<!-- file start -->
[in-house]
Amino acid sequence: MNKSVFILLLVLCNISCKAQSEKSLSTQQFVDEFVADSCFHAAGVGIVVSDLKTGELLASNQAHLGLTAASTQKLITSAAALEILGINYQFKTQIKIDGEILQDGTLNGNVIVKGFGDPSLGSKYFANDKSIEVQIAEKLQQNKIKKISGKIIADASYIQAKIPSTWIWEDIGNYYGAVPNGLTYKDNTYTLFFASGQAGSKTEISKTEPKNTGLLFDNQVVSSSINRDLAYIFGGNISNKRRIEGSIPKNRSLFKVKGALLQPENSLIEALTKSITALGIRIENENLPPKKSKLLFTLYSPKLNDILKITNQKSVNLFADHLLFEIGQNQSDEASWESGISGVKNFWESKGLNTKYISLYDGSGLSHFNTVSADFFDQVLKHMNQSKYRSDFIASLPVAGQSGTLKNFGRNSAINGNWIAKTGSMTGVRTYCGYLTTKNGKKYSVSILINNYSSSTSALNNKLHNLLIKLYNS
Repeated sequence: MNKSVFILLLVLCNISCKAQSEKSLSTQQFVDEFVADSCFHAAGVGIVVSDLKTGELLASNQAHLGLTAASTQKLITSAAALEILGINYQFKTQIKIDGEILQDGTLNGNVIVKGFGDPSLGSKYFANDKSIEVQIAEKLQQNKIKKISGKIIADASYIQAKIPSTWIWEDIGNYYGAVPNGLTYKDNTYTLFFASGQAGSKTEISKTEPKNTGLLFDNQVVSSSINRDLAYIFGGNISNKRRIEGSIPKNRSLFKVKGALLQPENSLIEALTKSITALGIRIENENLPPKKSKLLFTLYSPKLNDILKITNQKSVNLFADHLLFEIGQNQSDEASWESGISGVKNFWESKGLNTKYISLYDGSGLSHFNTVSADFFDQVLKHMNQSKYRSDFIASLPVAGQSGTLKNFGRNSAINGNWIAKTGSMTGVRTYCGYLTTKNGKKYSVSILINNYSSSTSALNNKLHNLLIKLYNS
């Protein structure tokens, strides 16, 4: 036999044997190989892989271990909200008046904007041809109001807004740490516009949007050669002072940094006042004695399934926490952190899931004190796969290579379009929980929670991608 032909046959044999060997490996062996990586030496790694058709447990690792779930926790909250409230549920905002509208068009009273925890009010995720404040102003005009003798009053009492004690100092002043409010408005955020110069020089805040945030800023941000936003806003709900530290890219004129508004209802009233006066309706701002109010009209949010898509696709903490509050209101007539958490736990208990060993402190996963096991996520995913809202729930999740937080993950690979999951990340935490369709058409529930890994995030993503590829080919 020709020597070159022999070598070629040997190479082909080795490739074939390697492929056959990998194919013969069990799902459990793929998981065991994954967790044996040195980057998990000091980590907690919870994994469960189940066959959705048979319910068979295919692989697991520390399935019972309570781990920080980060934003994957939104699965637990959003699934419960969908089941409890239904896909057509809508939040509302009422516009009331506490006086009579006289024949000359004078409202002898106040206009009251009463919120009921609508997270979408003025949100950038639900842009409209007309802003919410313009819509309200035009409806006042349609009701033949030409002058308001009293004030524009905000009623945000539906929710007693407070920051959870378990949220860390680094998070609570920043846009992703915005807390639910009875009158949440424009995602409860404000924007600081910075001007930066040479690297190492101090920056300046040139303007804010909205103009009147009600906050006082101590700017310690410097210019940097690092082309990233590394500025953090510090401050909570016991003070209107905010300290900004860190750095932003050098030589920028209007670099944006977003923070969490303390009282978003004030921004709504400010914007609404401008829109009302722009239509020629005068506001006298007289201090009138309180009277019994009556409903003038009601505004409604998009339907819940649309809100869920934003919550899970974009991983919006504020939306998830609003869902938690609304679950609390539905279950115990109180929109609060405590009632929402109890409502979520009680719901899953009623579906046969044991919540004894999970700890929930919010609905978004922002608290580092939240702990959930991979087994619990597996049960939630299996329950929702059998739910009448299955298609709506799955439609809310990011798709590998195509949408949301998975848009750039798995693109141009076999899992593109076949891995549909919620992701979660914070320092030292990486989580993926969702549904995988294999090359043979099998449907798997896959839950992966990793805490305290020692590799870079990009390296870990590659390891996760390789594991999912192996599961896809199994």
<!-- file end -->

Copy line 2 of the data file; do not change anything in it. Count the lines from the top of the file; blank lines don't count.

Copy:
Amino acid sequence: MNKSVFILLLVLCNISCKAQSEKSLSTQQFVDEFVADSCFHAAGVGIVVSDLKTGELLASNQAHLGLTAASTQKLITSAAALEILGINYQFKTQIKIDGEILQDGTLNGNVIVKGFGDPSLGSKYFANDKSIEVQIAEKLQQNKIKKISGKIIADASYIQAKIPSTWIWEDIGNYYGAVPNGLTYKDNTYTLFFASGQAGSKTEISKTEPKNTGLLFDNQVVSSSINRDLAYIFGGNISNKRRIEGSIPKNRSLFKVKGALLQPENSLIEALTKSITALGIRIENENLPPKKSKLLFTLYSPKLNDILKITNQKSVNLFADHLLFEIGQNQSDEASWESGISGVKNFWESKGLNTKYISLYDGSGLSHFNTVSADFFDQVLKHMNQSKYRSDFIASLPVAGQSGTLKNFGRNSAINGNWIAKTGSMTGVRTYCGYLTTKNGKKYSVSILINNYSSSTSALNNKLHNLLIKLYNS